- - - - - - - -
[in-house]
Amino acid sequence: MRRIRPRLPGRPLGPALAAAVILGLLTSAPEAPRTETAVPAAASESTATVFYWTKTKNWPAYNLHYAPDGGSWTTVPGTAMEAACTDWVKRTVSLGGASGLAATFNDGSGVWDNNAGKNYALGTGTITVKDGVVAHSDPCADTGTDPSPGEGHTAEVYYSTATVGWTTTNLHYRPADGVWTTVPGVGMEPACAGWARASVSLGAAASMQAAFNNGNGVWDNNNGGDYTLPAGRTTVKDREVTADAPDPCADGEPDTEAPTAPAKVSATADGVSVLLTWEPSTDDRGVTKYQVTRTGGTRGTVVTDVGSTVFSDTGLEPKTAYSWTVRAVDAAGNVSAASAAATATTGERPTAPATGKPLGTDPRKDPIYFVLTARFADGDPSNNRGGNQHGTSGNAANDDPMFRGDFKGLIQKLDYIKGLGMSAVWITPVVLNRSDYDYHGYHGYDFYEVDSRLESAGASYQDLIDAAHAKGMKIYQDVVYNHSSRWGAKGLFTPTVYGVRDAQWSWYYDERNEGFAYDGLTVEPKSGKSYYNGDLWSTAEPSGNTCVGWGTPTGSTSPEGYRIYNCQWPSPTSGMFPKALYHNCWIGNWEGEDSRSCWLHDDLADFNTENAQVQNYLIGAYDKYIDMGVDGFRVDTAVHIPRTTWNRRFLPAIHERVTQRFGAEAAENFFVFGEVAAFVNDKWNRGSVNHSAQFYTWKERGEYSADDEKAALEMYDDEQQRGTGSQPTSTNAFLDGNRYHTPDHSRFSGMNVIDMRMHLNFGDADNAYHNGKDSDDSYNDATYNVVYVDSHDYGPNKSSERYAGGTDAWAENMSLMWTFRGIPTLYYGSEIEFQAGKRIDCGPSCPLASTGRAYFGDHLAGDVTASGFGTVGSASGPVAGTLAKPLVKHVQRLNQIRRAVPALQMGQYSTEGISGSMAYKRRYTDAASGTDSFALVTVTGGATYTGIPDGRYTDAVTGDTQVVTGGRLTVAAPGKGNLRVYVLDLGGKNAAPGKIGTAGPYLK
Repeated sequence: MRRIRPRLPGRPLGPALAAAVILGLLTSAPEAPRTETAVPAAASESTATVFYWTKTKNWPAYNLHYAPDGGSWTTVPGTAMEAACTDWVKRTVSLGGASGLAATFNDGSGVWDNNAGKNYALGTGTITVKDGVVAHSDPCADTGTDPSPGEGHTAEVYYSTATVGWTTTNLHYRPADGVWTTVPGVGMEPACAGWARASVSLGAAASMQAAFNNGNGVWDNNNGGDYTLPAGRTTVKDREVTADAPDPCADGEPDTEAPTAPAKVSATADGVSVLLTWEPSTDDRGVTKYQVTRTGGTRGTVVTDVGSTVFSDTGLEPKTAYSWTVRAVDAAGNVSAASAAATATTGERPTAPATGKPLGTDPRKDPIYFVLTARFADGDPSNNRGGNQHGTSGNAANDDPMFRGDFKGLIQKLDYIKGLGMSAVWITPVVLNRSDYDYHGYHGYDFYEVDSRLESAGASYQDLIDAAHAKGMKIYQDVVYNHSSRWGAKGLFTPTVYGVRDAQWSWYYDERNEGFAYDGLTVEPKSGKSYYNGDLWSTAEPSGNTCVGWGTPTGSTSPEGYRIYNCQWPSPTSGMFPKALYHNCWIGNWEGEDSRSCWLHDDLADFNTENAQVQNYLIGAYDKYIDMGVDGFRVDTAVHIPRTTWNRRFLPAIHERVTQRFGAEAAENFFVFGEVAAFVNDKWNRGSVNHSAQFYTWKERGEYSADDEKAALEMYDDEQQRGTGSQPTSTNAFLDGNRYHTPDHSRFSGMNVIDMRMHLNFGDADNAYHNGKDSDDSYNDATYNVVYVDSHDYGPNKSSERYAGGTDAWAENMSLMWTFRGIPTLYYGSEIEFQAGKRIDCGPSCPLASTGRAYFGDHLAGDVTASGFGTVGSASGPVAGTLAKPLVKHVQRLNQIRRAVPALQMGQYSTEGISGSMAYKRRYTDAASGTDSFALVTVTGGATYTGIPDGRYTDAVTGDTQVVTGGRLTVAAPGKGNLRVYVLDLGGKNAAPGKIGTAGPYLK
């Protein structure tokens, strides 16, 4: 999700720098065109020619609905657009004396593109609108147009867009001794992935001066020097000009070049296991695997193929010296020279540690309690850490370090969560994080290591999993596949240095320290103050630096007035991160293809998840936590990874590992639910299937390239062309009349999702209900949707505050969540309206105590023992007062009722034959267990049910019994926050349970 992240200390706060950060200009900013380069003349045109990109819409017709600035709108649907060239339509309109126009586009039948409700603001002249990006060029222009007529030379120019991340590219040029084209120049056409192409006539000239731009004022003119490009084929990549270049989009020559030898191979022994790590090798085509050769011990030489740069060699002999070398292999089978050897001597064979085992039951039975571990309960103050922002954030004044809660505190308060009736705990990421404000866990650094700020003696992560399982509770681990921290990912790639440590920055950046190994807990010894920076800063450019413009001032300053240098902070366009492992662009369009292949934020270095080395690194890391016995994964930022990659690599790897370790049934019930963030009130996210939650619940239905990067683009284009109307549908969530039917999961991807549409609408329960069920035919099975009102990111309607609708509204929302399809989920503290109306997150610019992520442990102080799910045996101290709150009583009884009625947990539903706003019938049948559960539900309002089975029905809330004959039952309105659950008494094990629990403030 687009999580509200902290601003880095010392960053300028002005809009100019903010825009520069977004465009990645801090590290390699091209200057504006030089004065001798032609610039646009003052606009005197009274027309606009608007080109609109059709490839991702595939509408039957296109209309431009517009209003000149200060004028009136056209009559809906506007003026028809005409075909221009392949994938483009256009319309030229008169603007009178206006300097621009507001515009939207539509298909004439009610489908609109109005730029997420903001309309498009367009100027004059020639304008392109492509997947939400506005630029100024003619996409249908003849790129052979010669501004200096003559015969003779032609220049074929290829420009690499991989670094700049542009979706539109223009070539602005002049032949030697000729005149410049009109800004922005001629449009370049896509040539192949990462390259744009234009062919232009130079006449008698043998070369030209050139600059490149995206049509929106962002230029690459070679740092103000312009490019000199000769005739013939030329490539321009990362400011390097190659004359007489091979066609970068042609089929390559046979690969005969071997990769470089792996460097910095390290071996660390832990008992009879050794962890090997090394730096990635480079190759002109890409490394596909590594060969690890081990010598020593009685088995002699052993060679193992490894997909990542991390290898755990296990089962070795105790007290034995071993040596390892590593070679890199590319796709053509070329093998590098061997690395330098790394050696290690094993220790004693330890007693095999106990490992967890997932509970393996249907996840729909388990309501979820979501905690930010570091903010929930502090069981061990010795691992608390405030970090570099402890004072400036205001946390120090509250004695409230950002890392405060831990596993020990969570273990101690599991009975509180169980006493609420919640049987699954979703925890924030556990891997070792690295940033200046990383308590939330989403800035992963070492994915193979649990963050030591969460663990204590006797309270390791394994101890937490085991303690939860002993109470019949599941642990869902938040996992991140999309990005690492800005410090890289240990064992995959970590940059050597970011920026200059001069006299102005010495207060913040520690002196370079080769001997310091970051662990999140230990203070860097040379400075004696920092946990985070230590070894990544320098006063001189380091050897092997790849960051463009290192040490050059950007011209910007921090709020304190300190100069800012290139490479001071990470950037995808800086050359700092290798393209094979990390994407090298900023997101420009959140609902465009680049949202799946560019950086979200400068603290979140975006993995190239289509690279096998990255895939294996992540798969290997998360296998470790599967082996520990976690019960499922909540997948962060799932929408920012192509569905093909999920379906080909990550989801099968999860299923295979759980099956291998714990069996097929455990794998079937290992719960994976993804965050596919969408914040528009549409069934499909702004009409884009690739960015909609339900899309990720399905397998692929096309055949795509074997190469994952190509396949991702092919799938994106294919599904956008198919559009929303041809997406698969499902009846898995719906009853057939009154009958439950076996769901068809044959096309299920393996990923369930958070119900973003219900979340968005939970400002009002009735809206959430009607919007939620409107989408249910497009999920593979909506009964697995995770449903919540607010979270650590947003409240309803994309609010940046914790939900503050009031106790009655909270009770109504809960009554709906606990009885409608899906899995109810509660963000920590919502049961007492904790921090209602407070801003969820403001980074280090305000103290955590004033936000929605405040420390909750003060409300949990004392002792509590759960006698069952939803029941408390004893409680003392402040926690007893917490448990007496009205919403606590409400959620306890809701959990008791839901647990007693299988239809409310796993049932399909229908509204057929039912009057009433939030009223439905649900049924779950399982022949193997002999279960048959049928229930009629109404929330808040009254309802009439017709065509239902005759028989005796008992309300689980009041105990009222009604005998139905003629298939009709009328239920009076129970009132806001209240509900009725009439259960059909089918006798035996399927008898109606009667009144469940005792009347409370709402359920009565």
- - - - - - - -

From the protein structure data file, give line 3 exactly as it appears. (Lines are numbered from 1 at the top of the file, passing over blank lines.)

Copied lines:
Repeated sequence: MRRIRPRLPGRPLGPALAAAVILGLLTSAPEAPRTETAVPAAASESTATVFYWTKTKNWPAYNLHYAPDGGSWTTVPGTAMEAACTDWVKRTVSLGGASGLAATFNDGSGVWDNNAGKNYALGTGTITVKDGVVAHSDPCADTGTDPSPGEGHTAEVYYSTATVGWTTTNLHYRPADGVWTTVPGVGMEPACAGWARASVSLGAAASMQAAFNNGNGVWDNNNGGDYTLPAGRTTVKDREVTADAPDPCADGEPDTEAPTAPAKVSATADGVSVLLTWEPSTDDRGVTKYQVTRTGGTRGTVVTDVGSTVFSDTGLEPKTAYSWTVRAVDAAGNVSAASAAATATTGERPTAPATGKPLGTDPRKDPIYFVLTARFADGDPSNNRGGNQHGTSGNAANDDPMFRGDFKGLIQKLDYIKGLGMSAVWITPVVLNRSDYDYHGYHGYDFYEVDSRLESAGASYQDLIDAAHAKGMKIYQDVVYNHSSRWGAKGLFTPTVYGVRDAQWSWYYDERNEGFAYDGLTVEPKSGKSYYNGDLWSTAEPSGNTCVGWGTPTGSTSPEGYRIYNCQWPSPTSGMFPKALYHNCWIGNWEGEDSRSCWLHDDLADFNTENAQVQNYLIGAYDKYIDMGVDGFRVDTAVHIPRTTWNRRFLPAIHERVTQRFGAEAAENFFVFGEVAAFVNDKWNRGSVNHSAQFYTWKERGEYSADDEKAALEMYDDEQQRGTGSQPTSTNAFLDGNRYHTPDHSRFSGMNVIDMRMHLNFGDADNAYHNGKDSDDSYNDATYNVVYVDSHDYGPNKSSERYAGGTDAWAENMSLMWTFRGIPTLYYGSEIEFQAGKRIDCGPSCPLASTGRAYFGDHLAGDVTASGFGTVGSASGPVAGTLAKPLVKHVQRLNQIRRAVPALQMGQYSTEGISGSMAYKRRYTDAASGTDSFALVTVTGGATYTGIPDGRYTDAVTGDTQVVTGGRLTVAAPGKGNLRVYVLDLGGKNAAPGKIGTAGPYLK